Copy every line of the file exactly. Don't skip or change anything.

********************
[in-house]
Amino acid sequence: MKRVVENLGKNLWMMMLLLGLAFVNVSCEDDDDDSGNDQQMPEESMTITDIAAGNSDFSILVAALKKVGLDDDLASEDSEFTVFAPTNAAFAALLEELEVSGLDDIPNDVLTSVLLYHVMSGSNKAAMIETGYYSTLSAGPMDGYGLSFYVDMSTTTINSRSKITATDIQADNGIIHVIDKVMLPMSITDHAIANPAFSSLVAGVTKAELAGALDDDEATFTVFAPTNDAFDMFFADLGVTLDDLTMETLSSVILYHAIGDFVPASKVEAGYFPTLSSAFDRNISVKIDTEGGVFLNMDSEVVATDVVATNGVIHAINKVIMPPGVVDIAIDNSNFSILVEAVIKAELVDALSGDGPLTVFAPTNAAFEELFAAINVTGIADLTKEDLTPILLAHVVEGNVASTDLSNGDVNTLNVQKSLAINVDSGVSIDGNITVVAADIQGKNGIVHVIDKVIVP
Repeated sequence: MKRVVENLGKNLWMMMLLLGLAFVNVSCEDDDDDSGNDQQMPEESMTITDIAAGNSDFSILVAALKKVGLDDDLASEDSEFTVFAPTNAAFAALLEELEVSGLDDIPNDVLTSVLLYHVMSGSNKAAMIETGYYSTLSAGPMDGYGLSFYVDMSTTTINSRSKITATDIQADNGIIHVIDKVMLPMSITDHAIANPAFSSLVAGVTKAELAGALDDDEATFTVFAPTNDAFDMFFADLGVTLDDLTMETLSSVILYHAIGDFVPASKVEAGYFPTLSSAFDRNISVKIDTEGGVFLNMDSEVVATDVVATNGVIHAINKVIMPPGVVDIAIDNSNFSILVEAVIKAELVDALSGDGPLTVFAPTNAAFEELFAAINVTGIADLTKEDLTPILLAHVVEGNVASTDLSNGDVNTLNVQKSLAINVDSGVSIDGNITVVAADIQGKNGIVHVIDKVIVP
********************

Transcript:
[in-house]
Amino acid sequence: MKRVVENLGKNLWMMMLLLGLAFVNVSCEDDDDDSGNDQQMPEESMTITDIAAGNSDFSILVAALKKVGLDDDLASEDSEFTVFAPTNAAFAALLEELEVSGLDDIPNDVLTSVLLYHVMSGSNKAAMIETGYYSTLSAGPMDGYGLSFYVDMSTTTINSRSKITATDIQADNGIIHVIDKVMLPMSITDHAIANPAFSSLVAGVTKAELAGALDDDEATFTVFAPTNDAFDMFFADLGVTLDDLTMETLSSVILYHAIGDFVPASKVEAGYFPTLSSAFDRNISVKIDTEGGVFLNMDSEVVATDVVATNGVIHAINKVIMPPGVVDIAIDNSNFSILVEAVIKAELVDALSGDGPLTVFAPTNAAFEELFAAINVTGIADLTKEDLTPILLAHVVEGNVASTDLSNGDVNTLNVQKSLAINVDSGVSIDGNITVVAADIQGKNGIVHVIDKVIVP
Repeated sequence: MKRVVENLGKNLWMMMLLLGLAFVNVSCEDDDDDSGNDQQMPEESMTITDIAAGNSDFSILVAALKKVGLDDDLASEDSEFTVFAPTNAAFAALLEELEVSGLDDIPNDVLTSVLLYHVMSGSNKAAMIETGYYSTLSAGPMDGYGLSFYVDMSTTTINSRSKITATDIQADNGIIHVIDKVMLPMSITDHAIANPAFSSLVAGVTKAELAGALDDDEATFTVFAPTNDAFDMFFADLGVTLDDLTMETLSSVILYHAIGDFVPASKVEAGYFPTLSSAFDRNISVKIDTEGGVFLNMDSEVVATDVVATNGVIHAINKVIMPPGVVDIAIDNSNFSILVEAVIKAELVDALSGDGPLTVFAPTNAAFEELFAAINVTGIADLTKEDLTPILLAHVVEGNVASTDLSNGDVNTLNVQKSLAINVDSGVSIDGNITVVAADIQGKNGIVHVIDKVIVP